Using Vocabulary Apps to Enhance Students’ Vocabulary Knowledge

Christian Ludwig, University of Education Karlsruhe, Germany

Ludwig, C. (2018). Using vocabulary apps to enhance students’ vocabulary knowledge. Studies in Self-Access Learning Journal, 9(3), 306-323.

Download paginated PDF version


The fast and increasingly natural adoption of handheld devices such as smartphones and tablets into everyday life is a rapidly growing social phenomenon which is also believed to have vast potential for foreign language learning. The small-scale study presented in this article contributes to the discussion of whether handheld devices should be further integrated into or eliminated from the classroom by presenting part of the results of a small-scale study conducted in a German secondary English as a foreign language classroom. The study examined the impact of a mobile vocabulary learning app on secondary school students’ vocabulary performance, also giving some indications about the students’ development of foreign language learner autonomy. Although the results of the study showed an unexpectedly limited use of the app, they allow assumptions to be made about the reasons which prevented students from using the app more frequently which can influence future researchers’ and practitioners’ app choices. The first section of this article briefly outlines the theoretical framework of the study, particularly focussing on the potential of computer-assisted and mobile-assisted language learning for enhancing students’ foreign language skills and learner autonomy. The ensuing section then provides some background on investigating students’ foreign language vocabulary learning. This is followed by a presentation of the research design, including the main features of the app (Socrative) used in this study. The next section then critically discusses some of the major research results. The contribution concludes by summarising some of the outcomes of the study and outlining some gaps for further research.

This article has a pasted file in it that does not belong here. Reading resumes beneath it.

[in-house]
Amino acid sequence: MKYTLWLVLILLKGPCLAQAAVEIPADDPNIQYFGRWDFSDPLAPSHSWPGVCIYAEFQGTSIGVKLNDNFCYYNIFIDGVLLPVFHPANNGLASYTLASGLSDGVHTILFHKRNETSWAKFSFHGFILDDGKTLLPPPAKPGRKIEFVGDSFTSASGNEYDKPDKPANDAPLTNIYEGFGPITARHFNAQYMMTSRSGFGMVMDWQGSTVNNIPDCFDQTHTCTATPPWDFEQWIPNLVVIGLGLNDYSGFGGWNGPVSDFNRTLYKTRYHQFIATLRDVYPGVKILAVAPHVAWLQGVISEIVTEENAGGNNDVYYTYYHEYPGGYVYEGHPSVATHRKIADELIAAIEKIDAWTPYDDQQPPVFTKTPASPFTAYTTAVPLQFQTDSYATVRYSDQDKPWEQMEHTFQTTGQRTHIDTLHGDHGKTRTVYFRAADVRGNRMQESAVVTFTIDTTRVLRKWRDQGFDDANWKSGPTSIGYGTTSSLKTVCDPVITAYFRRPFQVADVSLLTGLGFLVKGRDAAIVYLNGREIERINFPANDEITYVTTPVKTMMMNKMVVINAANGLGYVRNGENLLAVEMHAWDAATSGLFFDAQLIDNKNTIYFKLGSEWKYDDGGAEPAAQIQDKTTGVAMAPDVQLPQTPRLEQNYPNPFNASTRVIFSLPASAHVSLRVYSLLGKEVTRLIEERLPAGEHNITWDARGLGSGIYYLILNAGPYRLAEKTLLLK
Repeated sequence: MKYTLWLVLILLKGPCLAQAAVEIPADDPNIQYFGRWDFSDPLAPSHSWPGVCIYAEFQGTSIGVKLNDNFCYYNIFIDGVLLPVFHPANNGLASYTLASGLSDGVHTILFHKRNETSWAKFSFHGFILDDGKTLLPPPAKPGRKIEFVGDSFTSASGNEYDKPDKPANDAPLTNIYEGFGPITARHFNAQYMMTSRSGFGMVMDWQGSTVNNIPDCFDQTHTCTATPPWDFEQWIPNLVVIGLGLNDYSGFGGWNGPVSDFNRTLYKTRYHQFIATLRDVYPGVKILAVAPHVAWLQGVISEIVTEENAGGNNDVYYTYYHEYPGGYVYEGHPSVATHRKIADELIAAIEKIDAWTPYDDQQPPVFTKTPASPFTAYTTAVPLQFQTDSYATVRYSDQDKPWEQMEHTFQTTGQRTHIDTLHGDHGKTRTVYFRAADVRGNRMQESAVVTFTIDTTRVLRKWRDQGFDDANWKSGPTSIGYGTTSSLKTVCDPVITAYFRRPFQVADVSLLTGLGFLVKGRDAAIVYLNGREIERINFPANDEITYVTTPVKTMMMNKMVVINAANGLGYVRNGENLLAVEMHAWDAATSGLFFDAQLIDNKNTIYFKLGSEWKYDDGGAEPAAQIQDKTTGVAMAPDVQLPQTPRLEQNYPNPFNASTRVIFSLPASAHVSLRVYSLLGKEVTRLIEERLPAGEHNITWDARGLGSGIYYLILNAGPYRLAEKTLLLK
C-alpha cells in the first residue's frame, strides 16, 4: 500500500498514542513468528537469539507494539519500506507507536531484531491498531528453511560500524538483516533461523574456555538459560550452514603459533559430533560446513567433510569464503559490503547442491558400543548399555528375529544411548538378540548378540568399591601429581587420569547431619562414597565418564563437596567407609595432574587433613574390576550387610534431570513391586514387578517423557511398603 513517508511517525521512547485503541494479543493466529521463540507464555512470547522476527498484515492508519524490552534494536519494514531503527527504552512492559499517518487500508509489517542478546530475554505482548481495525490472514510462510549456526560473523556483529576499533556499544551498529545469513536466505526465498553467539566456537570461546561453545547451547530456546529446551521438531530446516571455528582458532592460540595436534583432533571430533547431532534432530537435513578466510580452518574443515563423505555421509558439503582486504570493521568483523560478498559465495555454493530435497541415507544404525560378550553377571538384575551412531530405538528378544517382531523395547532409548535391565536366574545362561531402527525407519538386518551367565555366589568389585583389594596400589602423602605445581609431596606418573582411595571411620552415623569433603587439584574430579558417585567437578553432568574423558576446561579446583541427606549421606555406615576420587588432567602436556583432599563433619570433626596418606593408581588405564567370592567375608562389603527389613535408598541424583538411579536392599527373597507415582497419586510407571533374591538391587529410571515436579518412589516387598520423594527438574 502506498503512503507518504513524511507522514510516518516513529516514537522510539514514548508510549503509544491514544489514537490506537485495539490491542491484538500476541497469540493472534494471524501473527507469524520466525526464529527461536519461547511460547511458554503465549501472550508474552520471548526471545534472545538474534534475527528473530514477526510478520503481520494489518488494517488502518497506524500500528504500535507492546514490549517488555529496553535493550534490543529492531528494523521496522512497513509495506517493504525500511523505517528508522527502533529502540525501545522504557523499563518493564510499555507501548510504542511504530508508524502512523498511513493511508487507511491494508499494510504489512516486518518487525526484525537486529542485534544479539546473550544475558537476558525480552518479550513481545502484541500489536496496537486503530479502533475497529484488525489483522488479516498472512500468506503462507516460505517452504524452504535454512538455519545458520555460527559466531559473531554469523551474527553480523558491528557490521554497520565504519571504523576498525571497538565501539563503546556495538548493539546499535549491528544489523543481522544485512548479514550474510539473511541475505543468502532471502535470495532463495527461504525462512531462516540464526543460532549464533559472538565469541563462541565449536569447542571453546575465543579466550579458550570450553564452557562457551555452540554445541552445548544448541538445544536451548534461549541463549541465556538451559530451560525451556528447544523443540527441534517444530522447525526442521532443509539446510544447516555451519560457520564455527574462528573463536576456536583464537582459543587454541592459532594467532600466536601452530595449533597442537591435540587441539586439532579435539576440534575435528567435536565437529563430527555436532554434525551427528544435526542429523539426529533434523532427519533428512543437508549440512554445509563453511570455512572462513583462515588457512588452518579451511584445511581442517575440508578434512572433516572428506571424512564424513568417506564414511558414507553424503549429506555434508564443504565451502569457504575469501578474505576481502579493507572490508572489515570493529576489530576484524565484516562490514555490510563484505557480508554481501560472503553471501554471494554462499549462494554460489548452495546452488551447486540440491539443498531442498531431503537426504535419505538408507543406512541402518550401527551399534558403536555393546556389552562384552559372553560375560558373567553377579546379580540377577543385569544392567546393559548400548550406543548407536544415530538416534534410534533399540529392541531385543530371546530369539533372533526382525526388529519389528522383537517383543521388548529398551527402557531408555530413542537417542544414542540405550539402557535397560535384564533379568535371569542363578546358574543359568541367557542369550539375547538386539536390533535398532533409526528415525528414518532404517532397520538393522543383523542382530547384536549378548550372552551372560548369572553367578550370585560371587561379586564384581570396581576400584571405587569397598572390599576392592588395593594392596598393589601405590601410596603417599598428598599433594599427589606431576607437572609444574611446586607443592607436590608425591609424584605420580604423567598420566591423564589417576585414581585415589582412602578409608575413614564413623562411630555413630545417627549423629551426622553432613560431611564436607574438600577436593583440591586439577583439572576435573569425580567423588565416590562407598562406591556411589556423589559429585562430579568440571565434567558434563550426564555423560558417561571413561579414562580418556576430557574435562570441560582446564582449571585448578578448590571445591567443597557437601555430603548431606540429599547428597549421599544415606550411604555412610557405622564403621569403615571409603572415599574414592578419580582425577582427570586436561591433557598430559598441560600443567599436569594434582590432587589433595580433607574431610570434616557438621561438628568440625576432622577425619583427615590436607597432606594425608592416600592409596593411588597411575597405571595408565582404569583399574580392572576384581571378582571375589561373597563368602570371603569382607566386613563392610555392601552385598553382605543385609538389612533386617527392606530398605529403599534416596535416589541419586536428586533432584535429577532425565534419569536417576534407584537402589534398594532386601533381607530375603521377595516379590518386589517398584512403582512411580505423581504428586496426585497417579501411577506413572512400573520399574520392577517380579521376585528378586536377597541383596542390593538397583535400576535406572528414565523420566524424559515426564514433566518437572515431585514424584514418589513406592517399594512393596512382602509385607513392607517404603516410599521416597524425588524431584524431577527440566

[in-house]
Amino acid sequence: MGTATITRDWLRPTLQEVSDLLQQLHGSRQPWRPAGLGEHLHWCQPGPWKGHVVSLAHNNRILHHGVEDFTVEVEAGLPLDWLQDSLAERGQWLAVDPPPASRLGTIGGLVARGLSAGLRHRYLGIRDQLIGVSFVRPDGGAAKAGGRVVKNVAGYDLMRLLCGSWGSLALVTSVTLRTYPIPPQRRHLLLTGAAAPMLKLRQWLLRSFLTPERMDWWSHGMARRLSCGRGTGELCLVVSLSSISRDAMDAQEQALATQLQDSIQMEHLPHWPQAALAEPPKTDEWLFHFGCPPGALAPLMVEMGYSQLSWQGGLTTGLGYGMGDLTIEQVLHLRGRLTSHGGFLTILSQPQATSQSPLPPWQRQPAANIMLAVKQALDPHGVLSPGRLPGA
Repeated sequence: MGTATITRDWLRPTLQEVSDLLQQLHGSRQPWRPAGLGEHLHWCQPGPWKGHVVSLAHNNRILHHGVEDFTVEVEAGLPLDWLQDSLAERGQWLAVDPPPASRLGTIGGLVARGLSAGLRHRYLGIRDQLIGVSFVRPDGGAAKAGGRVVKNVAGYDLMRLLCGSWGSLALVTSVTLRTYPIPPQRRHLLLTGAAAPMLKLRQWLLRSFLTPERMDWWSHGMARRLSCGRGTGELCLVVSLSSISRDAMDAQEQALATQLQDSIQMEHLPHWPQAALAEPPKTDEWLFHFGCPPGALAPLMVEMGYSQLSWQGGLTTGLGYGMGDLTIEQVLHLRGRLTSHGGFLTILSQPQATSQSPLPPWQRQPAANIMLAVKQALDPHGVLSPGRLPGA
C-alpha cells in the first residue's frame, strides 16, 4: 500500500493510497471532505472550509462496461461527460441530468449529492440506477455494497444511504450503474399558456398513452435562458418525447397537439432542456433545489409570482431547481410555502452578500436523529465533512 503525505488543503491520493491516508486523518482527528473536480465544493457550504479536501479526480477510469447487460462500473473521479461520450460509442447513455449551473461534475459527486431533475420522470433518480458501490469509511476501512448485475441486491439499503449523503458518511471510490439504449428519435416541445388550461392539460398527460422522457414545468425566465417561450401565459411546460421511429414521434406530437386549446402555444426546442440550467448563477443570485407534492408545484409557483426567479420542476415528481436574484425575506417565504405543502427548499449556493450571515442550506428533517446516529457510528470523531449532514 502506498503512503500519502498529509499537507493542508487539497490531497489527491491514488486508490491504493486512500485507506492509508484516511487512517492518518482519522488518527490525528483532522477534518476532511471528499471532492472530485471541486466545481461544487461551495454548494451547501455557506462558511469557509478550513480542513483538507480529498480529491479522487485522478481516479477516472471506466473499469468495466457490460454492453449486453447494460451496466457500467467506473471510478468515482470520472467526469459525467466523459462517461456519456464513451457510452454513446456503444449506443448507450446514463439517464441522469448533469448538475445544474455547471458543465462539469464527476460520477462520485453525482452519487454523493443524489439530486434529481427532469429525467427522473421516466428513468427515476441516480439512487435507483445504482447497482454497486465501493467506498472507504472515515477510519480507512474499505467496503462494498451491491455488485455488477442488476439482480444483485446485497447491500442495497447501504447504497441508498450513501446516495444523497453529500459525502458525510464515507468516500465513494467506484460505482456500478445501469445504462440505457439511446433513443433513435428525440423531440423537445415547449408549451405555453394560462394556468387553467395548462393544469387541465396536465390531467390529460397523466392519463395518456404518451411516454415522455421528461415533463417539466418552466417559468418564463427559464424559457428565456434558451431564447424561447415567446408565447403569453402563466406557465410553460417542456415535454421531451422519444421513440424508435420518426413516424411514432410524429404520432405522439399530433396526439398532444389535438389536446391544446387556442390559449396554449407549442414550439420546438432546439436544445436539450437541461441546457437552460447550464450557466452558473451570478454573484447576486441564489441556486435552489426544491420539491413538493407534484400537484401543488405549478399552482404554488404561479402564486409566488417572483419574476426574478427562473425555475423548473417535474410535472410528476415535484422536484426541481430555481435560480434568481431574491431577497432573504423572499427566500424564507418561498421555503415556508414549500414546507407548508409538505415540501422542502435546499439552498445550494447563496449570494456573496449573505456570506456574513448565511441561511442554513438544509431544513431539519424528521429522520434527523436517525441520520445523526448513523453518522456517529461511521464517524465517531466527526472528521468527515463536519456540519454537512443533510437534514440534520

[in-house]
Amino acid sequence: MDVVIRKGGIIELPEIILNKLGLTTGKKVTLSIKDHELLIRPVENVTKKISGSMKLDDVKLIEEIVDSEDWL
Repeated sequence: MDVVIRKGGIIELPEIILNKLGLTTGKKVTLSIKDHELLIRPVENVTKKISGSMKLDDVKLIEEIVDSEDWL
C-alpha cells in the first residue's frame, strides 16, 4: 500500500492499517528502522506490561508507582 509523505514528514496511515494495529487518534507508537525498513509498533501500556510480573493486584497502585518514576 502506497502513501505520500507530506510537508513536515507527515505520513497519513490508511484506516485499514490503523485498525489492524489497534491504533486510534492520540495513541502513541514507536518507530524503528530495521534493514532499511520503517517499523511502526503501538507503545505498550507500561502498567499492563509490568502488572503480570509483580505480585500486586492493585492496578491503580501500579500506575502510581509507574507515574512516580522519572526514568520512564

Keywords: Foreign Language Learner Autonomy, Mobile Learning, Vocabulary Learning, Learning Apps

CALL/MALL and Foreign Language Learning